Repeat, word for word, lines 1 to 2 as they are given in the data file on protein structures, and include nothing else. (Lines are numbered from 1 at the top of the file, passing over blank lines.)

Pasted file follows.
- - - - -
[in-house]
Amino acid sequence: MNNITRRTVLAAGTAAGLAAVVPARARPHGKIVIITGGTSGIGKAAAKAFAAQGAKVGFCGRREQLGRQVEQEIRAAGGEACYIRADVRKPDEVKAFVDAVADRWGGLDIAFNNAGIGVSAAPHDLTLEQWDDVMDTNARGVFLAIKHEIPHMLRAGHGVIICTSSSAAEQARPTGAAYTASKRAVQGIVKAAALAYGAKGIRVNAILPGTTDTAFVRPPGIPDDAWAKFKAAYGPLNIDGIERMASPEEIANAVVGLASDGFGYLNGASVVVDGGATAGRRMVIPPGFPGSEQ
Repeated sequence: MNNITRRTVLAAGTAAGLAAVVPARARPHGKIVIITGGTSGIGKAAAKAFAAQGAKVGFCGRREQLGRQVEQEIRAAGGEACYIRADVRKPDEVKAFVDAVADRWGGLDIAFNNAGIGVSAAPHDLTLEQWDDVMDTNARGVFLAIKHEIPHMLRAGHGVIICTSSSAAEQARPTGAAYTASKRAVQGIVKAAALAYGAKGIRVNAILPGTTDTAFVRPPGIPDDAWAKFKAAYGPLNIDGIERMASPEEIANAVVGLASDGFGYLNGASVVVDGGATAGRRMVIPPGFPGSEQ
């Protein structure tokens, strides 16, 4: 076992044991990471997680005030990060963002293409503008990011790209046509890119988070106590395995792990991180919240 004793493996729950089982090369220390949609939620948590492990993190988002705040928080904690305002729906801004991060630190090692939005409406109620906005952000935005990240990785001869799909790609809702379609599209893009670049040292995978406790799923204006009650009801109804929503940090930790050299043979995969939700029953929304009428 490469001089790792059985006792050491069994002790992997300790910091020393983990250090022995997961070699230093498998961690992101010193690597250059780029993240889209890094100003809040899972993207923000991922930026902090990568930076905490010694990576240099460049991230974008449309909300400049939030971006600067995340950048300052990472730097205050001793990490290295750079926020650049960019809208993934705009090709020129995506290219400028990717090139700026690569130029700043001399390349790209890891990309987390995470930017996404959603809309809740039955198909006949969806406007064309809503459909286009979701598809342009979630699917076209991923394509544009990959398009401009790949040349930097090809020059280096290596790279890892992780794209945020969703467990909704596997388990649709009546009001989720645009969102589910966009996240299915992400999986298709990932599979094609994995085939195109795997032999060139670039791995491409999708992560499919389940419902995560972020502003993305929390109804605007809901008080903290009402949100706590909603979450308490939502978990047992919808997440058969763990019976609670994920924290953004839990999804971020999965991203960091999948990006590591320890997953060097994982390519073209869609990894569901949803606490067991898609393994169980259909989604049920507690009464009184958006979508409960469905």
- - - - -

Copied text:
[in-house]
Amino acid sequence: MNNITRRTVLAAGTAAGLAAVVPARARPHGKIVIITGGTSGIGKAAAKAFAAQGAKVGFCGRREQLGRQVEQEIRAAGGEACYIRADVRKPDEVKAFVDAVADRWGGLDIAFNNAGIGVSAAPHDLTLEQWDDVMDTNARGVFLAIKHEIPHMLRAGHGVIICTSSSAAEQARPTGAAYTASKRAVQGIVKAAALAYGAKGIRVNAILPGTTDTAFVRPPGIPDDAWAKFKAAYGPLNIDGIERMASPEEIANAVVGLASDGFGYLNGASVVVDGGATAGRRMVIPPGFPGSEQ